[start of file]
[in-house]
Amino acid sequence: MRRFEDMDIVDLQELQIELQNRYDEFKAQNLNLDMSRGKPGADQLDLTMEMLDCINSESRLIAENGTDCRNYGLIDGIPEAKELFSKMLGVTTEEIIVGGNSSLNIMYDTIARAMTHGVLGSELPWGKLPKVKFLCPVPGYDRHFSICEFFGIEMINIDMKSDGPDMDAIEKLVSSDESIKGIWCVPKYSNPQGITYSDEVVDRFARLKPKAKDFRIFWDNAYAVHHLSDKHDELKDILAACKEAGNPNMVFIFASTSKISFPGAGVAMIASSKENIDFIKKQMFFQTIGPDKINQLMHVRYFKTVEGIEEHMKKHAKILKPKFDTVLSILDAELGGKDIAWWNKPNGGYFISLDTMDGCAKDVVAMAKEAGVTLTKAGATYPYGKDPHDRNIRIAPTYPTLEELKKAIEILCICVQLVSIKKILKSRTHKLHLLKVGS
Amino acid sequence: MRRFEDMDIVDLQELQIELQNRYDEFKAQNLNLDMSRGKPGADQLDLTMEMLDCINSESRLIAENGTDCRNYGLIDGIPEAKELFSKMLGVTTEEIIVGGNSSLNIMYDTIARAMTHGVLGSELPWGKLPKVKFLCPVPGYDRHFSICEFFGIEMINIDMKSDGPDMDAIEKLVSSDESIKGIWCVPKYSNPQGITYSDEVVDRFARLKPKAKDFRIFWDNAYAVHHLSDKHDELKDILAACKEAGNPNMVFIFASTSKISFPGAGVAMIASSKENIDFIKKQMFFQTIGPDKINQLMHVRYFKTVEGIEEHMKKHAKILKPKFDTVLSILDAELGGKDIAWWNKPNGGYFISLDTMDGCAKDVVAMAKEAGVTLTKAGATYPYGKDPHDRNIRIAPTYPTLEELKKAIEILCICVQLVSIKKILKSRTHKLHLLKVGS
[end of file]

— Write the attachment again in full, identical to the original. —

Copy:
[in-house]
Amino acid sequence: MRRFEDMDIVDLQELQIELQNRYDEFKAQNLNLDMSRGKPGADQLDLTMEMLDCINSESRLIAENGTDCRNYGLIDGIPEAKELFSKMLGVTTEEIIVGGNSSLNIMYDTIARAMTHGVLGSELPWGKLPKVKFLCPVPGYDRHFSICEFFGIEMINIDMKSDGPDMDAIEKLVSSDESIKGIWCVPKYSNPQGITYSDEVVDRFARLKPKAKDFRIFWDNAYAVHHLSDKHDELKDILAACKEAGNPNMVFIFASTSKISFPGAGVAMIASSKENIDFIKKQMFFQTIGPDKINQLMHVRYFKTVEGIEEHMKKHAKILKPKFDTVLSILDAELGGKDIAWWNKPNGGYFISLDTMDGCAKDVVAMAKEAGVTLTKAGATYPYGKDPHDRNIRIAPTYPTLEELKKAIEILCICVQLVSIKKILKSRTHKLHLLKVGS
Amino acid sequence: MRRFEDMDIVDLQELQIELQNRYDEFKAQNLNLDMSRGKPGADQLDLTMEMLDCINSESRLIAENGTDCRNYGLIDGIPEAKELFSKMLGVTTEEIIVGGNSSLNIMYDTIARAMTHGVLGSELPWGKLPKVKFLCPVPGYDRHFSICEFFGIEMINIDMKSDGPDMDAIEKLVSSDESIKGIWCVPKYSNPQGITYSDEVVDRFARLKPKAKDFRIFWDNAYAVHHLSDKHDELKDILAACKEAGNPNMVFIFASTSKISFPGAGVAMIASSKENIDFIKKQMFFQTIGPDKINQLMHVRYFKTVEGIEEHMKKHAKILKPKFDTVLSILDAELGGKDIAWWNKPNGGYFISLDTMDGCAKDVVAMAKEAGVTLTKAGATYPYGKDPHDRNIRIAPTYPTLEELKKAIEILCICVQLVSIKKILKSRTHKLHLLKVGS